Tensions between Russia and the United States also rose unexpectedly when Mastracchia was aboard the ISS. In March 2014, shortly after his orbital stay, Russia annexed Crimea as a result of a political move that the U.S. condemned as a “violation of international law”.

“I will not say that it affected the atmosphere, but there was some discussion,” says Mastraccia. He mentions what he recalls of the suffering of one of his Russian friends on the crew, who allegedly feared for his family in the neighboring region of Ukraine. For Mastracchio, memory serves as a reminder that no culture is a political monolith. “You represent your country from the point of view of space agencies, but you do not represent the political aspect,” he said. “It’s a little awkward when your homeland does things you might not be proud of.”

So far, the United States and its NATO allies have pursued a policy of sanctions in response to Russia’s economy and political leadership. Teaching politics during a speech at the White House, President Joe Biden noted that sanctions “degrade [Russia’s] the aerospace industry, including their space program».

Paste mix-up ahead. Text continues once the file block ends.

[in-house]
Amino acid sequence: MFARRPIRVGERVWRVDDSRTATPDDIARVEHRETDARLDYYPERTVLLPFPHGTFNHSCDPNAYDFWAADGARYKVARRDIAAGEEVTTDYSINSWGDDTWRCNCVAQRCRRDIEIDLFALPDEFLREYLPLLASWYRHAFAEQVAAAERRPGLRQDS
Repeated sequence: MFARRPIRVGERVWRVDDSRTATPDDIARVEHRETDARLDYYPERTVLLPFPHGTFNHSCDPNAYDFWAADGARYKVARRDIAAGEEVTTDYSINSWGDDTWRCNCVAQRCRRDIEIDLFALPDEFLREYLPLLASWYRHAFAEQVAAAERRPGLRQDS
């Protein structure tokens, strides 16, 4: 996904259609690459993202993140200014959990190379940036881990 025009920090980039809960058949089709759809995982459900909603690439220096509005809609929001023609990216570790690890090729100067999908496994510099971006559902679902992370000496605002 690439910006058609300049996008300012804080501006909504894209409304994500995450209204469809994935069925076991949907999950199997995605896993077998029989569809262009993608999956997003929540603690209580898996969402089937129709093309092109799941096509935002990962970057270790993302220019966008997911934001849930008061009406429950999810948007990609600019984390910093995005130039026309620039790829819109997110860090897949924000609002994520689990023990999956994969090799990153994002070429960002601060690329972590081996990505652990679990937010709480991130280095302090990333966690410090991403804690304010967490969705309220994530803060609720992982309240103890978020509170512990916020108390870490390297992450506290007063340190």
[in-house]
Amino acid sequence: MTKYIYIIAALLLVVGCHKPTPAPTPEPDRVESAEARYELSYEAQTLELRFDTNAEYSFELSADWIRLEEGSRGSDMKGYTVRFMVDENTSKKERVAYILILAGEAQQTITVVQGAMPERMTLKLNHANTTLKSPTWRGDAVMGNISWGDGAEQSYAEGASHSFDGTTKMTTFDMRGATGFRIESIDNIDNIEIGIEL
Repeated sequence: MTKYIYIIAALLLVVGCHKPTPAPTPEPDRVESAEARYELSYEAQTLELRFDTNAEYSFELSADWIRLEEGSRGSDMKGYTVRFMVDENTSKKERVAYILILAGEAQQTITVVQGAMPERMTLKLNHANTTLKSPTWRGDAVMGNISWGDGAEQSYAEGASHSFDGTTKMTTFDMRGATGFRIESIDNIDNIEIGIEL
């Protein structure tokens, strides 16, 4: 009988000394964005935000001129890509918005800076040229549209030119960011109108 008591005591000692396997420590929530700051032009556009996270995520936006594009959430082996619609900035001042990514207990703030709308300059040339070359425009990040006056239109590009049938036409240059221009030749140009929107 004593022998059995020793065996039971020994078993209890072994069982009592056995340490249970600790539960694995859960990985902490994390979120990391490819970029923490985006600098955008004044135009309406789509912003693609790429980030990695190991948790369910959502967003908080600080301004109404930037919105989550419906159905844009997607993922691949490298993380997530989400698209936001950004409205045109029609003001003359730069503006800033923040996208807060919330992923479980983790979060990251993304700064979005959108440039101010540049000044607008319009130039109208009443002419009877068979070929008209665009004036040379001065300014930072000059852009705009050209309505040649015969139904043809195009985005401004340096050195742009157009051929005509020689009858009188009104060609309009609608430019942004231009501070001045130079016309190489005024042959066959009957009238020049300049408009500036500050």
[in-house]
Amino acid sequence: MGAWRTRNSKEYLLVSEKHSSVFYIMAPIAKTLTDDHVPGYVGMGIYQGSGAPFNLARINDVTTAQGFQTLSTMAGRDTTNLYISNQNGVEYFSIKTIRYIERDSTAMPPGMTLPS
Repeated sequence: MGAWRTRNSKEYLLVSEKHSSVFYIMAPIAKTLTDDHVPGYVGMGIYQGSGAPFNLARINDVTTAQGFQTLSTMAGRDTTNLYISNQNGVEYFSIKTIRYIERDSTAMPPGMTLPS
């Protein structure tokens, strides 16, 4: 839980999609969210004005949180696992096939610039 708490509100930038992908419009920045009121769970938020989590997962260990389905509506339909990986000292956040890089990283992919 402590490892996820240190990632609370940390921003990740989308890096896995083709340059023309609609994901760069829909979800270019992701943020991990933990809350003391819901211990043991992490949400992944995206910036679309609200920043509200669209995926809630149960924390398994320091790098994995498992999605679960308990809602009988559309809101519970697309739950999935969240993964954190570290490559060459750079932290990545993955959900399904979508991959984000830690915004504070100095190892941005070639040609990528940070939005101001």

How exactly this may affect life on the ISS remains unclear. The seven crew members currently aboard are four NASA astronauts, one German astronaut from the European Space Agency (ESA) and two Russian astronauts. Regardless of their personal feelings, it is likely that the crew will continue to operate normally “as usual”. At least, such a plan according to NASA.

“NASA continues to work with all our international partners, including the State Space Corporation” Roscosmos “, for the safe operation of the International Space Station,” the agency said. “New export controls will continue to enable US-Russian cooperation in civil space.”